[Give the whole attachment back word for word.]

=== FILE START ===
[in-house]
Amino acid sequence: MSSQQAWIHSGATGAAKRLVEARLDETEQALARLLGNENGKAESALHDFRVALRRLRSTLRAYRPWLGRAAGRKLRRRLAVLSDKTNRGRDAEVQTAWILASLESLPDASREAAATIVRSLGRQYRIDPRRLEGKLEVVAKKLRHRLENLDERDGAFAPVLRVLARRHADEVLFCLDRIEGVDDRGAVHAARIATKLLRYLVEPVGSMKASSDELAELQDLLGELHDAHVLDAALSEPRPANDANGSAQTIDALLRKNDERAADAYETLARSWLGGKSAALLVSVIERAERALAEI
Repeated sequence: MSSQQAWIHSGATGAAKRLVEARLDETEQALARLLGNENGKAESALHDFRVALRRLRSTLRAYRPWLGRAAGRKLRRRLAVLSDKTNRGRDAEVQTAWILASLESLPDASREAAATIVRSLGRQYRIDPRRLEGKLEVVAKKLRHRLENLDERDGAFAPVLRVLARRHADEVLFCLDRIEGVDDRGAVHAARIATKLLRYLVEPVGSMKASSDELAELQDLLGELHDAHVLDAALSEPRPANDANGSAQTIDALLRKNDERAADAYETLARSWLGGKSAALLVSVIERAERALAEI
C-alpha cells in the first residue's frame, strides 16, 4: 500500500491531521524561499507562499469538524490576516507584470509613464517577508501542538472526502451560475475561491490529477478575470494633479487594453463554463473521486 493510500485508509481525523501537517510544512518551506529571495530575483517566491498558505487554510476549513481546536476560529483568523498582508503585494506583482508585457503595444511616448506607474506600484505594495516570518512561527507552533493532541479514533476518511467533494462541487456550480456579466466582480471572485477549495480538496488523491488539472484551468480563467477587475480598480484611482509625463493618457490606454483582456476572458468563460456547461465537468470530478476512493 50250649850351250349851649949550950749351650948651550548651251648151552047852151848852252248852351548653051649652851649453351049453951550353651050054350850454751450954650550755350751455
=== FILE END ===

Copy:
[in-house]
Amino acid sequence: MSSQQAWIHSGATGAAKRLVEARLDETEQALARLLGNENGKAESALHDFRVALRRLRSTLRAYRPWLGRAAGRKLRRRLAVLSDKTNRGRDAEVQTAWILASLESLPDASREAAATIVRSLGRQYRIDPRRLEGKLEVVAKKLRHRLENLDERDGAFAPVLRVLARRHADEVLFCLDRIEGVDDRGAVHAARIATKLLRYLVEPVGSMKASSDELAELQDLLGELHDAHVLDAALSEPRPANDANGSAQTIDALLRKNDERAADAYETLARSWLGGKSAALLVSVIERAERALAEI
Repeated sequence: MSSQQAWIHSGATGAAKRLVEARLDETEQALARLLGNENGKAESALHDFRVALRRLRSTLRAYRPWLGRAAGRKLRRRLAVLSDKTNRGRDAEVQTAWILASLESLPDASREAAATIVRSLGRQYRIDPRRLEGKLEVVAKKLRHRLENLDERDGAFAPVLRVLARRHADEVLFCLDRIEGVDDRGAVHAARIATKLLRYLVEPVGSMKASSDELAELQDLLGELHDAHVLDAALSEPRPANDANGSAQTIDALLRKNDERAADAYETLARSWLGGKSAALLVSVIERAERALAEI
C-alpha cells in the first residue's frame, strides 16, 4: 500500500491531521524561499507562499469538524490576516507584470509613464517577508501542538472526502451560475475561491490529477478575470494633479487594453463554463473521486 493510500485508509481525523501537517510544512518551506529571495530575483517566491498558505487554510476549513481546536476560529483568523498582508503585494506583482508585457503595444511616448506607474506600484505594495516570518512561527507552533493532541479514533476518511467533494462541487456550480456579466466582480471572485477549495480538496488523491488539472484551468480563467477587475480598480484611482509625463493618457490606454483582456476572458468563460456547461465537468470530478476512493 50250649850351250349851649949550950749351650948651550548651251648151552047852151848852252248852351548653051649652851649453351049453951550353651050054350850454751450954650550755350751455